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December 1941. America teeters on the brink of war, and in Honolulu, Hawaii, police detective Joe McGrady is assigned to investigate a homicide that will change his life forever. Because the trail of murder he uncovers will lead him across the Pacific, far from home and the woman he loves; and though the U.S. doesn’t know it yet, a Japanese fleet is already steaming toward Pearl Harbor.Amazon.com
This extraordinary novel is so much more than just a gripping crime story—it’s a story of survival against all odds, of love and loss and the human cost of war. Spanning the entirety of World War II, FIVE DECEMBERS is a beautiful, masterful, powerful novel that will live in your memory forever.
I’ve been sitting on this book for a few months now. I received an advance reader copy from the publisher. I read it through the summer and did a second read through this week in anticipation of the release date. I flipped through the pages so often I somehow managed to misplace the press release, which I’d folded in half and used as a bookmark. While working through my loss, I made some discoveries.
The first discovery is more of an a-ha. There is a difference, I promise.
It appears as though the author, James Kestrel, has actually been to Hawaii. He has framed his story with the beauty of the islands and the sticky, heavy dread hanging in the air of a pre-war Honolulu. The characters (main and supporting) are very well synched with their time and it shows in the writing and the plot that the author has given many aspects of his character’s lives a lot of thought in that regard.
The second discovery is that this is not just a murder mystery. It’s not your typical whodunit. This novel is also a war story, sort of. I can’t imagine putting myself in Joe McGrady’s shoes. Perhaps because World War II was a war that shaped my family in so many ways, I am a little bit enamored with stories set throughout that time, in places relevant to survivors of war because I grew up hearing plenty of firsthand tales.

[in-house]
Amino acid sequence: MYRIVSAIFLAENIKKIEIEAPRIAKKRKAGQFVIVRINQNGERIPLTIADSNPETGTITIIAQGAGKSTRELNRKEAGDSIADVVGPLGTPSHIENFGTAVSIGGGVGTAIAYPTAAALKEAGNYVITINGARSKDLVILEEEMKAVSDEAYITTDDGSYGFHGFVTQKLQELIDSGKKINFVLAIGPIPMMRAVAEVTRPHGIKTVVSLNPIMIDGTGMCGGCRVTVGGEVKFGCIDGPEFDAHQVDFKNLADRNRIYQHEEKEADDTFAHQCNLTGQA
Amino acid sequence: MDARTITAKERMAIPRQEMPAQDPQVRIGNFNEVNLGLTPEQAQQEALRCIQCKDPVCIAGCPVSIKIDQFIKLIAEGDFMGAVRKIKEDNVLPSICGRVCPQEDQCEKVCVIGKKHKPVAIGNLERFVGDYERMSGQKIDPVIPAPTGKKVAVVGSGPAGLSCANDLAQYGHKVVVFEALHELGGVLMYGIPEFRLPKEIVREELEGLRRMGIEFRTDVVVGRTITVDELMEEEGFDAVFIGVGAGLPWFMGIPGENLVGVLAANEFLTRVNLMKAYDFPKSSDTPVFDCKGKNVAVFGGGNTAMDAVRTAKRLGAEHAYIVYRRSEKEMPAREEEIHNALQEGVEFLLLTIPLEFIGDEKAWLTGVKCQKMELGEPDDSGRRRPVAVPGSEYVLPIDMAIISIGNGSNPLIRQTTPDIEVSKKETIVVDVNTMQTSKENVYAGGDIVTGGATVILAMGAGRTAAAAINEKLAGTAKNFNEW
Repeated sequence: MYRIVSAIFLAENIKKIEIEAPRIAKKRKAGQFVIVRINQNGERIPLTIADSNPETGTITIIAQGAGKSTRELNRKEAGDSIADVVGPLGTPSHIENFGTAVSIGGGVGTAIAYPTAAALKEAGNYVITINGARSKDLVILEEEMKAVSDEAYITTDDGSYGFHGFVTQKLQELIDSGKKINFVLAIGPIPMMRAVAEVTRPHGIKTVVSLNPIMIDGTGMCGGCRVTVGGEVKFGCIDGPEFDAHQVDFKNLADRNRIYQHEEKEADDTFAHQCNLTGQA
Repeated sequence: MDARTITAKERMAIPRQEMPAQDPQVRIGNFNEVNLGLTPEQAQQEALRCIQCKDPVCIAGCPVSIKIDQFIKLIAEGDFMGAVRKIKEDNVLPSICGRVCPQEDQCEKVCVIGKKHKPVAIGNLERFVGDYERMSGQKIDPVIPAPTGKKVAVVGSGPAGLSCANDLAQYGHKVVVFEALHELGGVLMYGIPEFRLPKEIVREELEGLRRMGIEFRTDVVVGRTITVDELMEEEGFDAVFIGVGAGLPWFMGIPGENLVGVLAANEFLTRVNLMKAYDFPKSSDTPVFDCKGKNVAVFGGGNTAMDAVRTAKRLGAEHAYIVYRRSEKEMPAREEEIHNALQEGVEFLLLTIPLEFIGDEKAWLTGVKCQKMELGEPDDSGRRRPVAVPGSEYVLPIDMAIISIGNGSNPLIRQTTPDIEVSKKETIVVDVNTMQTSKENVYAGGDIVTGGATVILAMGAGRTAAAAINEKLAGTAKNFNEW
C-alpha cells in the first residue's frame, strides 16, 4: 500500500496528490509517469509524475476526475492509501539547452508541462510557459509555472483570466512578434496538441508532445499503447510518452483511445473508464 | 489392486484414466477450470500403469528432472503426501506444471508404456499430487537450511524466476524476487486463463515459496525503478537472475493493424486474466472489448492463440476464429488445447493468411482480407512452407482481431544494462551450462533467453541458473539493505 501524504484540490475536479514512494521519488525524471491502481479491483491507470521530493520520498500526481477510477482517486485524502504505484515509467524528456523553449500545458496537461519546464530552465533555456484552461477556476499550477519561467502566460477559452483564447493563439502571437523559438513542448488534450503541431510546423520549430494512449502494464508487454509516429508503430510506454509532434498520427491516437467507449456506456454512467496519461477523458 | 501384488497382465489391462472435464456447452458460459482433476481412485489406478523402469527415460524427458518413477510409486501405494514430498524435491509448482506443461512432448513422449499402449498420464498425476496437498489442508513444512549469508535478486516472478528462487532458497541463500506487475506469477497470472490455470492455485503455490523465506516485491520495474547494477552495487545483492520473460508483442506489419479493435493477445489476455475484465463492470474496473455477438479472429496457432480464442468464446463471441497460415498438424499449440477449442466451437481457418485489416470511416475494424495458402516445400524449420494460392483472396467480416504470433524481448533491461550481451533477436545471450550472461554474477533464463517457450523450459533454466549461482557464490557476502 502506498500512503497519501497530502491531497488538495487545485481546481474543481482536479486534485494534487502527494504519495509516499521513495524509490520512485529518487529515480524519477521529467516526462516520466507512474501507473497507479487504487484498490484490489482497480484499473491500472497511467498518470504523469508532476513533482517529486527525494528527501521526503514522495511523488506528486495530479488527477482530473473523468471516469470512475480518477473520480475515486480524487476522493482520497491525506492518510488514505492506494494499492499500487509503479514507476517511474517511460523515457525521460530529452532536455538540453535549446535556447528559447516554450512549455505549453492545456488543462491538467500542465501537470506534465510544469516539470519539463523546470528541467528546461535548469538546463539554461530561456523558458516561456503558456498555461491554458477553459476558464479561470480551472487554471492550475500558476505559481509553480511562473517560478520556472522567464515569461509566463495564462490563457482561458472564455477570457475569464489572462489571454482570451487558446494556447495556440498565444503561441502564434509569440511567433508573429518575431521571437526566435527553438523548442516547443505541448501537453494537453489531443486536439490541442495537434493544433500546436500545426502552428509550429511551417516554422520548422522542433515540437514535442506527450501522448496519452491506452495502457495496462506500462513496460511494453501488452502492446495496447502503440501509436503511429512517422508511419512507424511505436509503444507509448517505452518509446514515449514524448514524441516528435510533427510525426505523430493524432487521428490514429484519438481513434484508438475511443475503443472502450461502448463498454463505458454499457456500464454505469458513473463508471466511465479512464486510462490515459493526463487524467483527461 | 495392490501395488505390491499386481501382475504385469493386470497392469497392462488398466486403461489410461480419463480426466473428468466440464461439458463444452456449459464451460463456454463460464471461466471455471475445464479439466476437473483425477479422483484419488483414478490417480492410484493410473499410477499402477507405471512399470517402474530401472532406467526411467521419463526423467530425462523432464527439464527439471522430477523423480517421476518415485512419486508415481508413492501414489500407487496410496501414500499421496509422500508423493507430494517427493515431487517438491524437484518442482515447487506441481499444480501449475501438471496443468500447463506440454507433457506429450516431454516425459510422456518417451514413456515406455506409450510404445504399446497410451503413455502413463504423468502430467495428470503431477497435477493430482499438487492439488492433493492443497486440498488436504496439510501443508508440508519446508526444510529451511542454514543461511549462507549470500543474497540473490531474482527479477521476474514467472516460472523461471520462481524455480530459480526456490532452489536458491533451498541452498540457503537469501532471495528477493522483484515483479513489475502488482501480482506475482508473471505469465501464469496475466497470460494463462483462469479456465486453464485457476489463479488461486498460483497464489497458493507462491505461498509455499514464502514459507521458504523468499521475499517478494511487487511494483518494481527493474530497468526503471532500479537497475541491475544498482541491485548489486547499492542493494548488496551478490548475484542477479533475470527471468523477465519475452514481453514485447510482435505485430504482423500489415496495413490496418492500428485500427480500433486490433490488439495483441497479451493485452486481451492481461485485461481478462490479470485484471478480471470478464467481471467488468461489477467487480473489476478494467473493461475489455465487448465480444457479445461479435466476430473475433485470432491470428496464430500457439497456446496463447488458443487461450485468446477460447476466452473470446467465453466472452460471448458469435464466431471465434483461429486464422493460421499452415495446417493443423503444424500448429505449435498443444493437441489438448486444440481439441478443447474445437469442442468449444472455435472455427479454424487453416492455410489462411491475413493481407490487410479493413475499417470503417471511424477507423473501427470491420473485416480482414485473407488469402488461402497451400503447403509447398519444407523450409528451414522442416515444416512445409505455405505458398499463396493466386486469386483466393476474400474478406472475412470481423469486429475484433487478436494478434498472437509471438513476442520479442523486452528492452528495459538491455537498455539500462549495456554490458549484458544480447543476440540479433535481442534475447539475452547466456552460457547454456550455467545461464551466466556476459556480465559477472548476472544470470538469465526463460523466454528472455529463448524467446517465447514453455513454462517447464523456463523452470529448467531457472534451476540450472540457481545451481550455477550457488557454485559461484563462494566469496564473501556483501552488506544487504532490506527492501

If you haven’t noticed, I’ve given Five Decembers four stars. I only take away a star because I feel like there were a few weaknesses in the story, but they weren’t so glaring that I felt readers couldn’t get past them (if they notice at all because I really had to think about it). I will certainly remember James Kestrel’s name and look for further works by him.
The writing is strong and the story is a gut punch. And, I absolutely mean that in a positive way.
As with all of my reviews, I will not give away too many spoilers. I don’t want to go through a play by play of the entire book because the blurb pretty much already does just that and I want you to read and enjoy the story and characters for yourself. I really do. And then I want you to come here and tell me about your reading experience, too.
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